Nominal Interest Rate
The nominal interest rate is the stated rate of interest on the contract. Unlike the real interest rate, the nominal interest rate is unadjusted for inflation.

Nominal Interest Rate = Real Interest Rate + Inflation Rate

Option Contract

An option contract gives its owner the right, not the obligation, to buy or sell a specified number of shares of a stock at a fixed price within a specific time frame. There are only two types of options: puts and calls.

The options market is often referred to as a zero-sum game. This means that in order for someone to make money, someone must lose money. If all the profits and losses were added up, the total for all options would equal zero.

Penny Stock
Penny stocks tend to look attractive because they trade at a relatively low price. However, because they are cheap, they are generally considered to be very risky due to their lack of liquidity and large bid-ask spreads. Many penny stocks trade over the counter.

Preferred Stocks
Preferred stocks,
 also called hybrid investment, pays a regular dividend that is not directly fixed to the market, like the common stock. That means that if the company grows, you would receive the same amount of dividends. In the event of a company bankruptcy, preferred stockholders have a right to the company’s assets before common stockholders, but only after bondholders.

Preferred stockholders usually do not have voting rights. They can only vote on certain issues such as if the company wants to merge, liquidate assets, or issue more bonds or preferred stocks. There are 4 types of preferred stocks: cumulative preferred, non-cumulative preferred, participating preferred, and convertible preferred.

Primary Market
The primary market is where investors buy new securities directly from the issuing company. The cash proceeds go to that underlying entity, which then uses it to fund or expand their business. Primary markets are facilitated by underwriting groups that determine a begin inning selling price for a given security. After the initial sale is finished, securities are traded between investors on the secondary market.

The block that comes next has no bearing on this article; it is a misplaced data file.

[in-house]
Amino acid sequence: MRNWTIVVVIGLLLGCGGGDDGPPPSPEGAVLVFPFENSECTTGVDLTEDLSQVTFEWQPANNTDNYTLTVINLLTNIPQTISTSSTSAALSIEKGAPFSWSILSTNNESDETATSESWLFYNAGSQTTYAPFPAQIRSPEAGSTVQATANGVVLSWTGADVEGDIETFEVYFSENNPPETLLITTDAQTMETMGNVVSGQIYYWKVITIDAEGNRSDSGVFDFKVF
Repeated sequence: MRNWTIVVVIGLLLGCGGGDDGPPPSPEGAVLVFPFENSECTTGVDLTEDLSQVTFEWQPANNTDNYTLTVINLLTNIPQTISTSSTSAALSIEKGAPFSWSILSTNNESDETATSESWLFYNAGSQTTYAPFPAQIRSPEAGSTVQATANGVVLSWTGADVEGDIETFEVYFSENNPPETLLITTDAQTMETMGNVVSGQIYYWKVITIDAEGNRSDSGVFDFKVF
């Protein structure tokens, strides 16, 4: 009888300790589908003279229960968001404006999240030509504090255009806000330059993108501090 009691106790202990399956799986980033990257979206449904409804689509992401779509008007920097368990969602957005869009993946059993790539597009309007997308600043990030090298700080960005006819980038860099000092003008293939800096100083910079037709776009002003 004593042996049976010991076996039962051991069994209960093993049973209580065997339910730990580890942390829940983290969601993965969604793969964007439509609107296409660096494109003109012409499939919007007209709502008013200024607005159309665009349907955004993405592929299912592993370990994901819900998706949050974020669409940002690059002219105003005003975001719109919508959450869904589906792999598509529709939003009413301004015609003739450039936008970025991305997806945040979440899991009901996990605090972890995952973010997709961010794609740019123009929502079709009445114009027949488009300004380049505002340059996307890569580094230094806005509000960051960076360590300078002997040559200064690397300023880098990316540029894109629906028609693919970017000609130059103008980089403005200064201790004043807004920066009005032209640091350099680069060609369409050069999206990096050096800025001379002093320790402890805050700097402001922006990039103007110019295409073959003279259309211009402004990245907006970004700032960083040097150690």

Put Option
A put option gives its owner the right, but not the obligation, to sell a given number of an asset at a specified price over a given time period. A put purchaser bets that the price of the underlying asset will drop. This is the opposite of a call option, which gives the owner the right to buy shares.

You buy put options if you expect the price of the underlying stock to decline before the option expires. If the stock price declines, you can make a profit if you exercise the option because you have the right to sell the stock at a higher price. Put options are similar to having a short position on a stock.

Quantitative Easing

Quantitative easing is a form of monetary policy used by central banks to increase the money supply in an economy when interest rates are near 0%. This is done through open market operations by purchasing financial assets, such as government bonds and corporate bonds.

Quantitative easing may eventually lead to higher inflation. Economies that have attempted this policy include Japan in the early 2000s, and the United States and United Kingdom during the global financial crisis of 2008-2009.

Random Walk Theory

The random walk theory states that price movements do not follow any patterns and that past price movements cannot be used to predict its future movements. Therefore, it is impossible to predict where the market will move at any point. This is the idea that stocks take an unpredictable path and is consistent with the efficient market hypothesis. Supporters of this theory also do not believe that fundamental analysis or technical analysis have any validity.

Real Interest Rate

Unlike the nominal interest rate, the real interest rate is adjusted for inflation. This represents the actual purchasing power to the investor. For example, if you are earning 5% interest in your savings account but inflation is 3%, then your real interest rate, or real value of your savings, is only 2%.

Real Interest Rate = Nominal Interest Rate – Inflation Rate.

Reverse Stock Split